Under the current system, appointments are doled out among the attorneys in the county.

The attorneys are then paid a nominal fee far less than they would normally charge for the same service.

Practicing attorneys rarely fight over these appointments they could be making more money working on other cases.

But, as officers of the court, they can be compelled to serve in this capacity by the judge and most do so without complaint.

Generally, poor defendants receive the legal representation they need and the county gets a greatly reduced price for the services.

The argument against this system is that since the appointed attorneys know they won't be making much money on the case, they tend to devote less time to it than they should.

So far, no evidence has been offered that this is the case.

There are only two real options available to counties under the new bill other than leaving the current system alone. Counties could set up a public defenders' office or contract with lawyers to supply the necessary services.

Either of these options will be significantly more expensive than the current system of judicial appointments.

And neither option offers the promise of better legal representation for the indigent clients.

Historically, public defenders' offices are the pit of legal employment the legal equivalent of sweat shops with underpaid attorneys and huge case overloads that virtually guarantee less than optimum representation.

Contracting with private attorneys might avoid some of the problems presented by public defenders' officers, but it will not guarantee better representation than supplied by the current system.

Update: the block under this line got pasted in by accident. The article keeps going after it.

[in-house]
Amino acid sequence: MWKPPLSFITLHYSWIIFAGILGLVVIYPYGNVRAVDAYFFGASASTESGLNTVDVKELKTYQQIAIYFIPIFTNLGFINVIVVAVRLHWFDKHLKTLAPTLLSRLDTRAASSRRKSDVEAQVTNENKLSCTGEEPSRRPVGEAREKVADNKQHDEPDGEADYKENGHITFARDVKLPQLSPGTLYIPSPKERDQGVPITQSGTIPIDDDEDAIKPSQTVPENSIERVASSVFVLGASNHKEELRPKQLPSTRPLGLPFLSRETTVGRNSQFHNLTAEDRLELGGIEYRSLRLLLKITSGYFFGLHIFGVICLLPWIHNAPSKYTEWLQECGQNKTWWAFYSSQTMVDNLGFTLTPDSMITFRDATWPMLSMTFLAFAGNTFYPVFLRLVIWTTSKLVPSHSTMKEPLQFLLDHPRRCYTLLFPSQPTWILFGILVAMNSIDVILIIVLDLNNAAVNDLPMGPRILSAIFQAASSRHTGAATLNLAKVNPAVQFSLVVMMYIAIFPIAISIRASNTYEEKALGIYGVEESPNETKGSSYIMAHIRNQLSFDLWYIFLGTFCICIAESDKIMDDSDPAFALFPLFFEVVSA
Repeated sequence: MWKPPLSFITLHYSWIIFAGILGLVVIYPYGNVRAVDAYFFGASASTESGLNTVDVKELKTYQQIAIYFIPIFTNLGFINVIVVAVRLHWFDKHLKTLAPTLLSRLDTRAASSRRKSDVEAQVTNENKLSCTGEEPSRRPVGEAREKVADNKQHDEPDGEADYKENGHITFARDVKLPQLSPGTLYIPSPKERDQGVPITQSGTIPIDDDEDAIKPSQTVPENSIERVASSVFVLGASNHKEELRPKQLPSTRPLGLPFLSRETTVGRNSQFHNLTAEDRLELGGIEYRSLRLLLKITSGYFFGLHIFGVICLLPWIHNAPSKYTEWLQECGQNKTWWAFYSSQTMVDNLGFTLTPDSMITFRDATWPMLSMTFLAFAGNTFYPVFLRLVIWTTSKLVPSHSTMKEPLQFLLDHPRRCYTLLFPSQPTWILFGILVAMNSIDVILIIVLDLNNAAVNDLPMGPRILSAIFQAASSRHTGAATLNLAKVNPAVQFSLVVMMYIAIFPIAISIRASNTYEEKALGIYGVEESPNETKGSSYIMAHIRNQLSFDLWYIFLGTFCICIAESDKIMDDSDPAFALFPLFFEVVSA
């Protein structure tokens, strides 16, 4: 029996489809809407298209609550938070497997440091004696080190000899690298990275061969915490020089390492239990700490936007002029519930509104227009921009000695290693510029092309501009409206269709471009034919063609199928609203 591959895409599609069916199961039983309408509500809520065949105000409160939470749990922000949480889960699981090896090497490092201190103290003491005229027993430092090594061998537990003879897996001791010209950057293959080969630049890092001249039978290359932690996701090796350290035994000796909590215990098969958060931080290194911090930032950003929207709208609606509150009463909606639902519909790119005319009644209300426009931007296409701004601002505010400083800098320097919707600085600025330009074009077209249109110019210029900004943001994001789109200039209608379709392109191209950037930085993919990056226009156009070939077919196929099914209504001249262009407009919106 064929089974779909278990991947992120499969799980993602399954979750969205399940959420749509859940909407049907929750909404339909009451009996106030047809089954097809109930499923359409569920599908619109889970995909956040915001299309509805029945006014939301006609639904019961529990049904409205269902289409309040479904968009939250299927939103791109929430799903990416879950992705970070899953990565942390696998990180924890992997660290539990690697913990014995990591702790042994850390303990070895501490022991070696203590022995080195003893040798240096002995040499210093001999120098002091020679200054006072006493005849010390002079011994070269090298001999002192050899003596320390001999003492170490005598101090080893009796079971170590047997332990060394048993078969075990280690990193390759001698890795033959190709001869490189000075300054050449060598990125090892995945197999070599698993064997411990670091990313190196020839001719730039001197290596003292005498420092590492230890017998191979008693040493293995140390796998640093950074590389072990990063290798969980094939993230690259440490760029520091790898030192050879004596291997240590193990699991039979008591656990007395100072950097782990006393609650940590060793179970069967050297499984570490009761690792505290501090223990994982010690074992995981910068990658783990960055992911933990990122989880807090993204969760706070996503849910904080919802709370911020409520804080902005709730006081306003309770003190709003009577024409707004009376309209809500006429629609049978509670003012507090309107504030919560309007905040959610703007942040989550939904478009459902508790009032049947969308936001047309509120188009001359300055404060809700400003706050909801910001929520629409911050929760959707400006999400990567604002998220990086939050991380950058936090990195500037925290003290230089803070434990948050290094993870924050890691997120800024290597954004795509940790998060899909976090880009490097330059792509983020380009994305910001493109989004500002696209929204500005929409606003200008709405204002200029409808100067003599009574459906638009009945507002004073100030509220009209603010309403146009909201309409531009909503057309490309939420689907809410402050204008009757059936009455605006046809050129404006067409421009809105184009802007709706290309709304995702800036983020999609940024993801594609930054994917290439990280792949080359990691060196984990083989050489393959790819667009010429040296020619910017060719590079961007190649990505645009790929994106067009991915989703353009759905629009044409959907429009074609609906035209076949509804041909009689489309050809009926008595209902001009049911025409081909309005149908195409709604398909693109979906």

It will, however, guarantee a tremendous rise in costs to the county and hence the tax payers.

This bill is a bad law that doesn't offer the hope of improved representation, but may guarantee higher costs to counties.

As such, Gov. Bush should veto the bill.

Documented opposition will aid litigation

To The Editor:

June 16th is the deadline for sending in comments on the Draft Environmental Impact Statement (EIS) for the Realistic Bomber Training Initiative. This is the latest proposal to expand military airspace in the Trans-Pecos.

There is an insidious nature in how the Air Force makes a farce of the National Environmental Policy Act Process. They sneak these proposals by the impacted public lives, livelihoods, safety or their mental and physical health. Then, when we all wake up in a nightmare they say, "Hey, no one complained! It's too late to do anything now."

It may be difficult for some people to comment on this Draft since the Air Force has not provided the required information on how this action will truly impact their lives and environment. Some folks haven't been able to read the Draft EIS but still want their opposition counted. Others want to understand the part the Air Force doesn't tell you about this action. The Trans-Pecos Protection Group has a short print-out available that can provide you with some pertinent facts about these Low Level Realistic Combat Training Flights. These "Guidelines" should enable you to compose your comments before the deadline. Simply call (915) 364-2323 or fax (915) 364-2512 and we'll get a copy to you.

Our comments will not deter the Air Force from doing what it has set out to do but documented opposition will greatly aid future litigations brought by West Texans that are trying to prevent our unique are from being turned into a war zone. The only recourse the citizens really have is Federal Court.

We urge you to find out what's really going on, get your copy of the comments guidelines and send your comments in to become part of the Final Environmental Impact Statement. This is something you can do to help. We are fighting for our homes and our special part of the world.

Comments should be submitted to: Major Brent Adams, RBTI EIS Project Manager, HQ ACC/CEVPP, 129 Andrews Street, Suite 102, Langley AFB, VA, 23665-2769.

Please, please, please don't give us a chance to say, "We told you so."


P.O. Box 605

Alpine, Texas 79831